The partnership or incorporation agreements are also closely related to the financing of the business, so they should be drawn up before seeking outside capital. If one founder is providing a significant amount of the capital, it’s particularly important to have a lawyer review the paperwork.
Company founders who go into a financing negotiation without having their own agreements in place beforehand will be particularly vulnerable to a financing arrangement that strips them of control or limits their upside if the firm is sold.
A legal matter
Start-ups often stall on legal agreements because the founders prefer to put their limited resources into sales, marketing and product development.
Many lawyers who work with entrepreneurs are willing to negotiate payment agreements, such as deferring some billing until financing arrives. Standard business organisation, nondisclosure and other agreements can be used to get a conversation started and to prepare for a meeting with an attorney, reducing billable hours.
Entrepreneurs often want to do it all themselves, but that can be a recipe for disaster. Legal work is one task that’s easy to outsource and important enough to the success of the business and its relationships to justify the time and expense. It’s also a good first exercise in delegation. Don’t be the CEO, COO, CTO and lawyer at the same time.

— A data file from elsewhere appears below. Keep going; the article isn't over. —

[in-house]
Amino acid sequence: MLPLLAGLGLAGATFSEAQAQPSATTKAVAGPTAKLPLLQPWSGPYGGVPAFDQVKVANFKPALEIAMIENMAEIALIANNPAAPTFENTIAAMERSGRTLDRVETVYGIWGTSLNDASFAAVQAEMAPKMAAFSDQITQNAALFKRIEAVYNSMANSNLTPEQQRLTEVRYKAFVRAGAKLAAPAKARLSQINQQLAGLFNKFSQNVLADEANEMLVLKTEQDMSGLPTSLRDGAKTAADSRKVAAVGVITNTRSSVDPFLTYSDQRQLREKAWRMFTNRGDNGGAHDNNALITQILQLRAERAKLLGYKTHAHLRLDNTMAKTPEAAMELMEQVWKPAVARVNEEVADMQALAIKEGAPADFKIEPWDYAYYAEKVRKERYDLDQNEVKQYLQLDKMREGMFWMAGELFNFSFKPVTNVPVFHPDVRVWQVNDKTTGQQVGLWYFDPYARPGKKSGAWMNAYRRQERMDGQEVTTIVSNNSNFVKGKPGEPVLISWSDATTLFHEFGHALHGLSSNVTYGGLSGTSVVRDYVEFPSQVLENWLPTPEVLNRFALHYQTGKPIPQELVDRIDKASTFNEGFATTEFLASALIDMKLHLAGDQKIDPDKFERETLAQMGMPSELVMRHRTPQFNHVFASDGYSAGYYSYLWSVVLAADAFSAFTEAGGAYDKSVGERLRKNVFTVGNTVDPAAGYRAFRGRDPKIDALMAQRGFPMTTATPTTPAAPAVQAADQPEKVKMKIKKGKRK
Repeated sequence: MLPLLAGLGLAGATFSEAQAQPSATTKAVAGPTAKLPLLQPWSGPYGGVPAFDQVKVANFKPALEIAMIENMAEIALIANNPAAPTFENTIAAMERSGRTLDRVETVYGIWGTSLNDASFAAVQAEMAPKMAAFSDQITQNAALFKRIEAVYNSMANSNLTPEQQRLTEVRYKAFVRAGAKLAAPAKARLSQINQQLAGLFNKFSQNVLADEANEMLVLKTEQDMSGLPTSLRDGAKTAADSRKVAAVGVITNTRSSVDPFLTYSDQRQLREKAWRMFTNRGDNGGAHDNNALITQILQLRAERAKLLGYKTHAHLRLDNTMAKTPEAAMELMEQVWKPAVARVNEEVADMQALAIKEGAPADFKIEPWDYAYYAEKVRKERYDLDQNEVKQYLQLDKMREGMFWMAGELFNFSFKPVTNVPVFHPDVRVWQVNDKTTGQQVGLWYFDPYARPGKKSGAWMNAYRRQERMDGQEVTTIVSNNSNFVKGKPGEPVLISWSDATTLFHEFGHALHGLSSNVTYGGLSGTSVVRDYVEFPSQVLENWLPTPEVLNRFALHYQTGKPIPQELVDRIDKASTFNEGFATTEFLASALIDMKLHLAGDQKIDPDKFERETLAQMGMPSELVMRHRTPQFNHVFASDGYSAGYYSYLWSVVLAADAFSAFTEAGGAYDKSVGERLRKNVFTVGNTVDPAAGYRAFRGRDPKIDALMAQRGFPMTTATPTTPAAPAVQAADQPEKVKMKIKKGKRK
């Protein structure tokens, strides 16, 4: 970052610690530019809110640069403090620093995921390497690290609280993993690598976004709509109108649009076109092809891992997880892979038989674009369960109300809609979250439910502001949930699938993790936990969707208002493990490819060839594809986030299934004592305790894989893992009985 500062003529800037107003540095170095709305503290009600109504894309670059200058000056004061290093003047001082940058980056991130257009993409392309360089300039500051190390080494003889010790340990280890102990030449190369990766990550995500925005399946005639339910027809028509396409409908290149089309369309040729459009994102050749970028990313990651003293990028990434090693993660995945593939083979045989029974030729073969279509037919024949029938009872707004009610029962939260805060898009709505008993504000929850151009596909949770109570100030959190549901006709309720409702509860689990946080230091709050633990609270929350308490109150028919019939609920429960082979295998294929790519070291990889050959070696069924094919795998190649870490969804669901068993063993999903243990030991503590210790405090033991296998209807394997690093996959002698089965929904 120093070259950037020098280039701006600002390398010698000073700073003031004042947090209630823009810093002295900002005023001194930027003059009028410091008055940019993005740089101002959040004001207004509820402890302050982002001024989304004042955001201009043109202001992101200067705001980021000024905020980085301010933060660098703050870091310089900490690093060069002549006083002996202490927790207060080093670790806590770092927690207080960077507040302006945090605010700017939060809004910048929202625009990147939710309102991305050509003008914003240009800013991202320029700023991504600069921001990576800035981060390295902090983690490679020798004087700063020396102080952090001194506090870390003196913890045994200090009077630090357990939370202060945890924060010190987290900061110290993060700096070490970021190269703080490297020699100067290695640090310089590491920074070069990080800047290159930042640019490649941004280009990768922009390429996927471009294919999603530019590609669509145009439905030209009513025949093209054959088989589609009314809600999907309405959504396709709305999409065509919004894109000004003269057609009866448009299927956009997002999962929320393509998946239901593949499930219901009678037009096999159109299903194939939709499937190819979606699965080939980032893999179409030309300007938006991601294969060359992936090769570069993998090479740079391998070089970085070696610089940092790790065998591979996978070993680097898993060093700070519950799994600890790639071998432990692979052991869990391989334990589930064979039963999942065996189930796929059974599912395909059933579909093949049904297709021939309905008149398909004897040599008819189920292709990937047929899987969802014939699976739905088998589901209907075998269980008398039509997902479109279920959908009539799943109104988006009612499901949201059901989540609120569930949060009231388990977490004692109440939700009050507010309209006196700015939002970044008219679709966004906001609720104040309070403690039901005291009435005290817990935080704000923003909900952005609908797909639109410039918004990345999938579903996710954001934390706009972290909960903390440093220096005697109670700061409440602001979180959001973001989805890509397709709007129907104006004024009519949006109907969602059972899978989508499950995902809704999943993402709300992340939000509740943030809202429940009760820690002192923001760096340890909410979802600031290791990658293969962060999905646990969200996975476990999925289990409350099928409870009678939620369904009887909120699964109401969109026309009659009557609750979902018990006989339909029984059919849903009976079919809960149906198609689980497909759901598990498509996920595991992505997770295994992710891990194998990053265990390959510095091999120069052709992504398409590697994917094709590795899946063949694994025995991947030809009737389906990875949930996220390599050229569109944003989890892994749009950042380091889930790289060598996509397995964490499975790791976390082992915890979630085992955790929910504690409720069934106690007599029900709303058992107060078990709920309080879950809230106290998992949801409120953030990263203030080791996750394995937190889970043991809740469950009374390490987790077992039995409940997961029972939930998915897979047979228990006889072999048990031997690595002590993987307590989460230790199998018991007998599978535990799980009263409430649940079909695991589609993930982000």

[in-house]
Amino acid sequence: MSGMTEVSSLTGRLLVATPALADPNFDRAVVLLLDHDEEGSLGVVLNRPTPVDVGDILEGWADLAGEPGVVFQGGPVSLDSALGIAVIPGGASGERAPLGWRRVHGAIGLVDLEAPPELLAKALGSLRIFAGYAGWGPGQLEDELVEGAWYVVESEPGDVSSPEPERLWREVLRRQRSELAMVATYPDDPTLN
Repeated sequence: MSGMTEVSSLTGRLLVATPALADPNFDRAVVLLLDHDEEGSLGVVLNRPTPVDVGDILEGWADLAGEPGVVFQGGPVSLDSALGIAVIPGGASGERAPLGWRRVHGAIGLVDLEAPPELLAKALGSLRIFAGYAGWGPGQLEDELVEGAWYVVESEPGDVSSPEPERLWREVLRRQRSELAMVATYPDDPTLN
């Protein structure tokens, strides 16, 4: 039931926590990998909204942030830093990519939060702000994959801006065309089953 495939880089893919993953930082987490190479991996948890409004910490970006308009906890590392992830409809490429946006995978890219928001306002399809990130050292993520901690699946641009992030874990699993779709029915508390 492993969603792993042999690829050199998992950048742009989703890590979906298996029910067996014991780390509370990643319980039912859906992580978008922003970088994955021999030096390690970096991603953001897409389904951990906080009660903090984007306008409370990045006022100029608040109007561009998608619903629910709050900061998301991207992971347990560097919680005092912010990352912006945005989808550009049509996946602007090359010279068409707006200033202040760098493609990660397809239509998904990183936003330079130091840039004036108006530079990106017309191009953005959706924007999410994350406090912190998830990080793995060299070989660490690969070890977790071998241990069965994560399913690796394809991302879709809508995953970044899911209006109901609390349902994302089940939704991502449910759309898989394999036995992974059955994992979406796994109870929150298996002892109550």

Here’s the deal
Legally, when two or more people start a business, they are considered to have a general partnership and share equally in the assets, liabilities and profits – unless they sign an agreement that states otherwise.
In addition, you may consider drafting other agreements, such as: a non-compete agreement, which restricts the ability of a founder or key employee to leave the company to work for a competitor; a non-disclosure agreement, which may help protect intellectual property; power of attorney, which can give the other partners the ability to handle business decisions in case one partner is incapacitated; and an arbitration agreement, in which the parties agree to send any disputes to an arbitration panel instead of resorting to litigation.